And I’ve absolutely no doubt whatsoever that there are many thousands more like Leoni, forced into debt and fear through no fault of their own but that of bureaucrats in the Civil Service.

And this is, of course, another example of the Tory and Tory Democrat government’s massive double standards. As Mike points out in the above article, the Tories are persecuting the poor, who cannot fight back, while hundreds of millions of tax revenue has been lost through off-shore tax havens, set up to make their rich donors’ earnings more ‘tax efficient’.

It’s time this was reversed. The legislation giving such powers to debt collection agencies the right to persecute the poor should be immediately repealed, and the original leeway allowing for overpayment of tax credit to the poor through simple official mistakes – not fraud – should be reintroduced. And most of all, the Tories and their Lib Dem accomplices should be thrown out of office, and their rich paymasters forced to pay their fare share of the nation’s debts. Debts that they, after all, in the case of the bankers, created.

Scriptonite Demolishes Tory Neoliberal Economics

March 18, 2014

Osborne Pic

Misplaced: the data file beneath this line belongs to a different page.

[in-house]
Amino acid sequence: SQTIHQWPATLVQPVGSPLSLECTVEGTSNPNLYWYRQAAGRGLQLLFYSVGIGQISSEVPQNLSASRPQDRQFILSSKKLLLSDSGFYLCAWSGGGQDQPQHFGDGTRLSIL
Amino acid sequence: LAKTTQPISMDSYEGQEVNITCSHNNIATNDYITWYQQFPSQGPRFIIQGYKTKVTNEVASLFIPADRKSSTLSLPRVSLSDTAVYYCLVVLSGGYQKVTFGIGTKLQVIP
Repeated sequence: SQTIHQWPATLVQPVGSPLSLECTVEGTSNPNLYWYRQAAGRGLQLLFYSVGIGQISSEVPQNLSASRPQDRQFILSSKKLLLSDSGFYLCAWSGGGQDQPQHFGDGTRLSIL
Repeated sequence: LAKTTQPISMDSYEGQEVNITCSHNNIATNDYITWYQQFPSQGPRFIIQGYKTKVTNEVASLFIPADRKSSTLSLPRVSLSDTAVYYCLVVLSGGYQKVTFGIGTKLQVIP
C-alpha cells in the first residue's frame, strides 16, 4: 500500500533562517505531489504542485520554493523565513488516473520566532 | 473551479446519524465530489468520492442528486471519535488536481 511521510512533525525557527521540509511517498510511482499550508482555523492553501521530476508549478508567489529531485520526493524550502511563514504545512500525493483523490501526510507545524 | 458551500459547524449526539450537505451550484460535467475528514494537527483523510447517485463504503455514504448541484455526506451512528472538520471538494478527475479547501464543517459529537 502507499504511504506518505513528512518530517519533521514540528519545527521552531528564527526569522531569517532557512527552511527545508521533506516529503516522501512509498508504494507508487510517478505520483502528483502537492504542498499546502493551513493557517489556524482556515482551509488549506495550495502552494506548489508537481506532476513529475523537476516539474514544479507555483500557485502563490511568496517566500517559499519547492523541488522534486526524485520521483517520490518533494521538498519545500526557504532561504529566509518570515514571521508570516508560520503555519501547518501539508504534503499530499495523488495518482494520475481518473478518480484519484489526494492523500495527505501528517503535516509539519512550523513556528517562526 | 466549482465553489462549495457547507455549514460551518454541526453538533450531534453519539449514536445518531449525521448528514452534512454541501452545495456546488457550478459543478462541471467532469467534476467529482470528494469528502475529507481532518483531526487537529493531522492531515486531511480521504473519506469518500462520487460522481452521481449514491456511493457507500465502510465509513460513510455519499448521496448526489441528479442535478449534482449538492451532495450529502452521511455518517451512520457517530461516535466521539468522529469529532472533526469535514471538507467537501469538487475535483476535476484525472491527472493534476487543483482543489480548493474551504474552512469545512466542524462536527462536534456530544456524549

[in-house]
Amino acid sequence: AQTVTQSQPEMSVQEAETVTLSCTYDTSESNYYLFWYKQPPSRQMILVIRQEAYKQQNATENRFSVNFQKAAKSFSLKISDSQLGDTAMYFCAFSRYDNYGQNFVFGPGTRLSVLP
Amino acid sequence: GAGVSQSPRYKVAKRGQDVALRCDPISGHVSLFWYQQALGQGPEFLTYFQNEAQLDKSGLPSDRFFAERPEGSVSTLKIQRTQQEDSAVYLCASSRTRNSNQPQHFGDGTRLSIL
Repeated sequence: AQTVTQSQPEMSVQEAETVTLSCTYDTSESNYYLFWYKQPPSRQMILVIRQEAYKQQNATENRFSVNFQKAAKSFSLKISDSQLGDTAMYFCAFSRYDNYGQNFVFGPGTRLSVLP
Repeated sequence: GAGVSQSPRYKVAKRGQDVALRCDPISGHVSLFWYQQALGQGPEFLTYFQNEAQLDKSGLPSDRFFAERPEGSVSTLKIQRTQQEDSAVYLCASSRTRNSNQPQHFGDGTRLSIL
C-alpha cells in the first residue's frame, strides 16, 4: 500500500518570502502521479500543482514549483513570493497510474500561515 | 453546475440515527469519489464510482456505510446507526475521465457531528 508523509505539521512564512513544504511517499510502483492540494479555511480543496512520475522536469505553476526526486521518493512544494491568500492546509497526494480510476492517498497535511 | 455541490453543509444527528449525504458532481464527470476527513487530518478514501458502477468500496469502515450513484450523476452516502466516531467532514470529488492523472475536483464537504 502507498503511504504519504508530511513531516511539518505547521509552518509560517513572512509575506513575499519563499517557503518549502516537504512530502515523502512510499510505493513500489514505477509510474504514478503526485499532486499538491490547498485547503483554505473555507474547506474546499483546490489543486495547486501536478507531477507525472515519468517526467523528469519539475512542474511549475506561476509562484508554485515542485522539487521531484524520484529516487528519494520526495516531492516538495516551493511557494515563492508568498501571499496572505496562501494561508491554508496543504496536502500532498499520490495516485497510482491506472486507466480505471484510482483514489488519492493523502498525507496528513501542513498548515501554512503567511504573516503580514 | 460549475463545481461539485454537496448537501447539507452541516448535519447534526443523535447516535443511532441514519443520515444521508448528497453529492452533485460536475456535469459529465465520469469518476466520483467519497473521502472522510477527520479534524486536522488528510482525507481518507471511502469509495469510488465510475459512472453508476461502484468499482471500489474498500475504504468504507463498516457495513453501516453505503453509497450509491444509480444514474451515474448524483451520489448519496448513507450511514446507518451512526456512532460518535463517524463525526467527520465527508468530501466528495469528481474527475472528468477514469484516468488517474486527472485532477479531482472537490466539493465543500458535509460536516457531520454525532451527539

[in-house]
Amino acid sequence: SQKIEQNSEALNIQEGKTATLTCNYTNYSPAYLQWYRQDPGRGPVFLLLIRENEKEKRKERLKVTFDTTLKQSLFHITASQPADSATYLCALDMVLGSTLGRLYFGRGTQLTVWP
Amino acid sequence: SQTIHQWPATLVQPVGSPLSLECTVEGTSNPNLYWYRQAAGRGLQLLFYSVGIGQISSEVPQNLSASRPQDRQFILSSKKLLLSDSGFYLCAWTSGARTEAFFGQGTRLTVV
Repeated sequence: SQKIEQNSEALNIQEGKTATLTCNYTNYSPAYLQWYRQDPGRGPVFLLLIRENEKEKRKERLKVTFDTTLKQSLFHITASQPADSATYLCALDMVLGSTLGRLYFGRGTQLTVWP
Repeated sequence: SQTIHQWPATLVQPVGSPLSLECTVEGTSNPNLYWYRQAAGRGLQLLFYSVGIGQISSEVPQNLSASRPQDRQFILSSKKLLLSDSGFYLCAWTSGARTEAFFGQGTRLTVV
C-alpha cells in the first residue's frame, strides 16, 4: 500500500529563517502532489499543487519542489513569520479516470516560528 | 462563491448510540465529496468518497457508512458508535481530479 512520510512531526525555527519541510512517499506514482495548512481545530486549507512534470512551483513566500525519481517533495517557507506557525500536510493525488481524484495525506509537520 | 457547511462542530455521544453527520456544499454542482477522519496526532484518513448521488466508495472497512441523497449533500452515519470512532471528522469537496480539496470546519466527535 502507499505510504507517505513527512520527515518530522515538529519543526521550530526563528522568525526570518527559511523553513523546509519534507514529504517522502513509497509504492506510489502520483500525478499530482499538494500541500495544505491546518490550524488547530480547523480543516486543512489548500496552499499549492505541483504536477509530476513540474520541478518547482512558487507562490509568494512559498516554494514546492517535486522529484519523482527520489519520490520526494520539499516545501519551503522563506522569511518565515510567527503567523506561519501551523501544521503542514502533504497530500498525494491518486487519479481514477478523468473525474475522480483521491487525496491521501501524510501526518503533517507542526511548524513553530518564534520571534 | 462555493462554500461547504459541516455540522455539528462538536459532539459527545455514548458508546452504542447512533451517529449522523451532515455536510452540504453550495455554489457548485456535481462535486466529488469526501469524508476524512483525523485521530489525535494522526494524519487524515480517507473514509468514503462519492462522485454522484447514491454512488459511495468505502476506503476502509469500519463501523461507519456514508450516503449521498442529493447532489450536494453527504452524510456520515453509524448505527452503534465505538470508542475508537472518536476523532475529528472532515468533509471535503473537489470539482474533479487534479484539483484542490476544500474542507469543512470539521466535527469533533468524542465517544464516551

George Osborne: Robin Hood in reverse – robs the poor to pay the rich.

Today’s the day when Osborne will announce the budget, which I don’t expect to be anything else but the same Neoliberal policies of increased tax cuts to benefit the rich, more privatisation, and even more punitive welfare cuts. Following the way previous Tory governments have carried on, these policies will be announced as being ‘good for business’, ‘making Britain more competitive’, while the cuts to the welfare budget will be defended as necessary to pay of the immense debt the country inherited from the last Labour government. There will also be denials that the poor are being pushed further in poverty. Instead, the usual Tory response to this is to claim that they are merely concentrating help where it is most needed. Sometimes there are statements to the effect that the Tories have given more money to the welfare state in real terms than Labour. It’s all rubbish, and I’ve heard them so many times that I can repeat them myself.